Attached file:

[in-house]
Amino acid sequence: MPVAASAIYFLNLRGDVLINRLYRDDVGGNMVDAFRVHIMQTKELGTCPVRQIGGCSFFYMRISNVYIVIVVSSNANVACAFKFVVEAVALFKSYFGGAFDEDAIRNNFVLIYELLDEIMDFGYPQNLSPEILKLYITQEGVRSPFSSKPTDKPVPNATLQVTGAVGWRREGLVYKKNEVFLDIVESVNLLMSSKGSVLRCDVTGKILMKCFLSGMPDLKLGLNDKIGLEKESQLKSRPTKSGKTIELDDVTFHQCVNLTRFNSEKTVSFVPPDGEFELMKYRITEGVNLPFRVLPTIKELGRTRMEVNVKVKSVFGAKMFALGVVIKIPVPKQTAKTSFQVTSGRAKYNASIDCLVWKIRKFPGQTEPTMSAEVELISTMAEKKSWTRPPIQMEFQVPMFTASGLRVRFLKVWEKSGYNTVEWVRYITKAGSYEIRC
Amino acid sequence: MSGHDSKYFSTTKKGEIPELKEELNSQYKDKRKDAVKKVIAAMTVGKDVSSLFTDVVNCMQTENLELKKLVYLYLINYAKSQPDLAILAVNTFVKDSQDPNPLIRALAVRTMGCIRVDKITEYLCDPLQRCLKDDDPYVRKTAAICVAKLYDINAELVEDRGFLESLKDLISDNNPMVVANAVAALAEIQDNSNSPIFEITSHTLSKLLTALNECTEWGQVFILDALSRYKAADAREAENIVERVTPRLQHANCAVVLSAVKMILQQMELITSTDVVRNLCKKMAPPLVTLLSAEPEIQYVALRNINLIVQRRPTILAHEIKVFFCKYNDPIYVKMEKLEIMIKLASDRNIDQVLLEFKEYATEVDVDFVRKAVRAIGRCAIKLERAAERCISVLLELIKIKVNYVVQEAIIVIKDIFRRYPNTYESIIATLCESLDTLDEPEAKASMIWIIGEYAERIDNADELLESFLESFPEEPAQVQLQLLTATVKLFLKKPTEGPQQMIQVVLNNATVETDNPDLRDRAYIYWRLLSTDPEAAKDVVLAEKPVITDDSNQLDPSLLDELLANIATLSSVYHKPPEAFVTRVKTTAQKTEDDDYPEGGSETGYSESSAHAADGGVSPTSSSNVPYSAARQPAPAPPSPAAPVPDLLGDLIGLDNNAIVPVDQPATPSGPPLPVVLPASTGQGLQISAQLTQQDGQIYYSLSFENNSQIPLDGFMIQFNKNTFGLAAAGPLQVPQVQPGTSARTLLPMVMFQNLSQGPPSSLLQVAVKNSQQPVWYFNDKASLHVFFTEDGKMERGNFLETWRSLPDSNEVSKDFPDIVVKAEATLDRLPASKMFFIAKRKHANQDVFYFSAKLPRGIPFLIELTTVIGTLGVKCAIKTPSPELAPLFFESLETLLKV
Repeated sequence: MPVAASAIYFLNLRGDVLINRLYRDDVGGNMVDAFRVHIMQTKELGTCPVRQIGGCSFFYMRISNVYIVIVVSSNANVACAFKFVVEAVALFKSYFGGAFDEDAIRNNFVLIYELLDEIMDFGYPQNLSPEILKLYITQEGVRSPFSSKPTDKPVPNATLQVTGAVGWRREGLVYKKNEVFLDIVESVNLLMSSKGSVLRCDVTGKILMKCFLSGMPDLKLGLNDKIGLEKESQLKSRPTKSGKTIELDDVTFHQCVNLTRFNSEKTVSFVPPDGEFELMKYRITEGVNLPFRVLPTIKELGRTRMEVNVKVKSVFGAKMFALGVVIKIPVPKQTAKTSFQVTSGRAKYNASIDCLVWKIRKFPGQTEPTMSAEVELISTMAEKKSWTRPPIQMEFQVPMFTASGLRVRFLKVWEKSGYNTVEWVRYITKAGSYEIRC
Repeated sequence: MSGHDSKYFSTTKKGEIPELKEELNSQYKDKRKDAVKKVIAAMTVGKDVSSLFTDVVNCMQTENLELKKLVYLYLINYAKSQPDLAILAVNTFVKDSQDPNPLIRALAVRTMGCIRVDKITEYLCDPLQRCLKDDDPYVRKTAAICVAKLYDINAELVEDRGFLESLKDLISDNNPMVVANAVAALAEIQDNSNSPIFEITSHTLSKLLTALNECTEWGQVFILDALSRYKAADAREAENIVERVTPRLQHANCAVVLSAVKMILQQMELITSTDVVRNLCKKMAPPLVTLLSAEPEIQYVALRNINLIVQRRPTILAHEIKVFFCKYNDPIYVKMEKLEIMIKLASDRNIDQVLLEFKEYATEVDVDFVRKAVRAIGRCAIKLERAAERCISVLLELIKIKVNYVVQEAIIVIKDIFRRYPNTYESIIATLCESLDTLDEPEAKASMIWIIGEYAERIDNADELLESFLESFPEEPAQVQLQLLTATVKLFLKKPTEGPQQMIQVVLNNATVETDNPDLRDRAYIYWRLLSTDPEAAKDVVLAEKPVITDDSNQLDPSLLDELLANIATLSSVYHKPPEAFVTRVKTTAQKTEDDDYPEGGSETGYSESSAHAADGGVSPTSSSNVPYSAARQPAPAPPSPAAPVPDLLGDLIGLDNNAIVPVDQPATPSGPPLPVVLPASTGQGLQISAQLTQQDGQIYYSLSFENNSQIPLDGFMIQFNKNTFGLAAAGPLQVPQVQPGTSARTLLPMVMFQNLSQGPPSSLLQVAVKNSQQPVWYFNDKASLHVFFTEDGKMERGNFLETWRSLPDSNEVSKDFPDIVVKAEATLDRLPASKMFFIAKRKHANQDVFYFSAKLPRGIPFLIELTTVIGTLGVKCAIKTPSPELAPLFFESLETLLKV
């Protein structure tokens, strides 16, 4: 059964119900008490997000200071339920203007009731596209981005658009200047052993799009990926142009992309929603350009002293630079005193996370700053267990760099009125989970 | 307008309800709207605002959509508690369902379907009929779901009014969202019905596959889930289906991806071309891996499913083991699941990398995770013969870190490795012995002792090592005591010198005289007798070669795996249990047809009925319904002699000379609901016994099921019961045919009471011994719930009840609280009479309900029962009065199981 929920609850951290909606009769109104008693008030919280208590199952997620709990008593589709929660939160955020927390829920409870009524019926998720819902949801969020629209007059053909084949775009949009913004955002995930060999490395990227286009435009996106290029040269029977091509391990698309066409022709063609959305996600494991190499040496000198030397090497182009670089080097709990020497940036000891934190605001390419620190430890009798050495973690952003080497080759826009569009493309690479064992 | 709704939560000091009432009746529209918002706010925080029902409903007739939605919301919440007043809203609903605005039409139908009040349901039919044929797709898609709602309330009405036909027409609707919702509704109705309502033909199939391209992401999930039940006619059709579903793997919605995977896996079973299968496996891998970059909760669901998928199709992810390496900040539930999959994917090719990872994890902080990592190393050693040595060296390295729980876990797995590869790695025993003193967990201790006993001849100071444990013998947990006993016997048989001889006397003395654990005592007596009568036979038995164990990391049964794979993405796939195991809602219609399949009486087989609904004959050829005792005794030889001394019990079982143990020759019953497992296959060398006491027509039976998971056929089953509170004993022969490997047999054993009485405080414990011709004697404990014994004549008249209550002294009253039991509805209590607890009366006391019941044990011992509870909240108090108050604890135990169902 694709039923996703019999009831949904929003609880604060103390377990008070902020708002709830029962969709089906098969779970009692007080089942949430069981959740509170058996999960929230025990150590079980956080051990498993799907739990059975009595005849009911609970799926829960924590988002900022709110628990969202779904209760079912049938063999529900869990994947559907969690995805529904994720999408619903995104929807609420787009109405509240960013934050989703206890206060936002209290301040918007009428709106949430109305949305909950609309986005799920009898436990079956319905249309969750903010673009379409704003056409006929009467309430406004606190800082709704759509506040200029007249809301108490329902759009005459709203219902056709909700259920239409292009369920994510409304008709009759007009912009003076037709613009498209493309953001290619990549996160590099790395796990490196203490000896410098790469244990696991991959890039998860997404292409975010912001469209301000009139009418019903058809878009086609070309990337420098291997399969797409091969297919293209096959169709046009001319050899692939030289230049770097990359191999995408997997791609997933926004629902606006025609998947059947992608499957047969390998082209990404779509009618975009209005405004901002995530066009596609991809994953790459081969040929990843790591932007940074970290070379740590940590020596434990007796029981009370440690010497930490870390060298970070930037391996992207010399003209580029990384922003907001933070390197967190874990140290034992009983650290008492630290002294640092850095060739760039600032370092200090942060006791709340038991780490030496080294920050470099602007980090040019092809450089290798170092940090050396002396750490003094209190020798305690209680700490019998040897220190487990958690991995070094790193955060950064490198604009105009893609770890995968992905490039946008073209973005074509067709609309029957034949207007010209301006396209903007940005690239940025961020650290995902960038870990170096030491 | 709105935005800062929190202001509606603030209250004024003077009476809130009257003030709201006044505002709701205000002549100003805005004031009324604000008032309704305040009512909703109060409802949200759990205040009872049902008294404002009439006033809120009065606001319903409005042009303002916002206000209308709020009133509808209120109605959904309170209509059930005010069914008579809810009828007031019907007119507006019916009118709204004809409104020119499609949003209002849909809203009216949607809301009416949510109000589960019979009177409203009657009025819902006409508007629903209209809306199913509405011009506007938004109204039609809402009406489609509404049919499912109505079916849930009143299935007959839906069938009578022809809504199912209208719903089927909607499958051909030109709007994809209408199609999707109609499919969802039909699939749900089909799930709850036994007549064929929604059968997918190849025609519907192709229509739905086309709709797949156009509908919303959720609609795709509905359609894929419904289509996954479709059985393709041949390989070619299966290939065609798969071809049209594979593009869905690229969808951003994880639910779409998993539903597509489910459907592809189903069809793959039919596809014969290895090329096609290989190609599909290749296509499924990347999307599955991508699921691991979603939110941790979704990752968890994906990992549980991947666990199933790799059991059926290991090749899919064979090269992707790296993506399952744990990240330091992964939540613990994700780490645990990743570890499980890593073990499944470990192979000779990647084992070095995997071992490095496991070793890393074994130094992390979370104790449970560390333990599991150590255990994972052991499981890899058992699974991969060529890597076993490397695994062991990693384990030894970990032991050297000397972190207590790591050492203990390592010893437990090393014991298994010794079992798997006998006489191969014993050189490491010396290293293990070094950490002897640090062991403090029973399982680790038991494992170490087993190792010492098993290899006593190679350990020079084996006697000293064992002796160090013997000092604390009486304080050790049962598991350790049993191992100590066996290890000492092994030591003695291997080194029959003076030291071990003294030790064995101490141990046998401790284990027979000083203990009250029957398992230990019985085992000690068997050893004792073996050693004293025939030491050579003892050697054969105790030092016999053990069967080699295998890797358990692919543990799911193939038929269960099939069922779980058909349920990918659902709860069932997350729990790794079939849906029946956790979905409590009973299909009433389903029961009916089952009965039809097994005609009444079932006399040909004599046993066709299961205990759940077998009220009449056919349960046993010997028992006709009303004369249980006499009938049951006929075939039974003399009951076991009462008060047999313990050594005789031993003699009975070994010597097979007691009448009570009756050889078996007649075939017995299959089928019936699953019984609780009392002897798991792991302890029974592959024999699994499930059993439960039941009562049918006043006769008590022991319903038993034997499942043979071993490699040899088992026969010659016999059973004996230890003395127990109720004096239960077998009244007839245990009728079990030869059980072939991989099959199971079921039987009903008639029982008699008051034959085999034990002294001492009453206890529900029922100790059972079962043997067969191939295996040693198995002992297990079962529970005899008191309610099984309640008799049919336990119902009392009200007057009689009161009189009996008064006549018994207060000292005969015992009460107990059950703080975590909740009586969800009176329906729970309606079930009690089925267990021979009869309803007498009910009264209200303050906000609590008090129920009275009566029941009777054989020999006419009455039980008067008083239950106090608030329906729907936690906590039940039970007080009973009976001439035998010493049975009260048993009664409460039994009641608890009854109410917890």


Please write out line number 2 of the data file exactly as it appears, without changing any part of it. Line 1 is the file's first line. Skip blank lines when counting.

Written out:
Amino acid sequence: MPVAASAIYFLNLRGDVLINRLYRDDVGGNMVDAFRVHIMQTKELGTCPVRQIGGCSFFYMRISNVYIVIVVSSNANVACAFKFVVEAVALFKSYFGGAFDEDAIRNNFVLIYELLDEIMDFGYPQNLSPEILKLYITQEGVRSPFSSKPTDKPVPNATLQVTGAVGWRREGLVYKKNEVFLDIVESVNLLMSSKGSVLRCDVTGKILMKCFLSGMPDLKLGLNDKIGLEKESQLKSRPTKSGKTIELDDVTFHQCVNLTRFNSEKTVSFVPPDGEFELMKYRITEGVNLPFRVLPTIKELGRTRMEVNVKVKSVFGAKMFALGVVIKIPVPKQTAKTSFQVTSGRAKYNASIDCLVWKIRKFPGQTEPTMSAEVELISTMAEKKSWTRPPIQMEFQVPMFTASGLRVRFLKVWEKSGYNTVEWVRYITKAGSYEIRC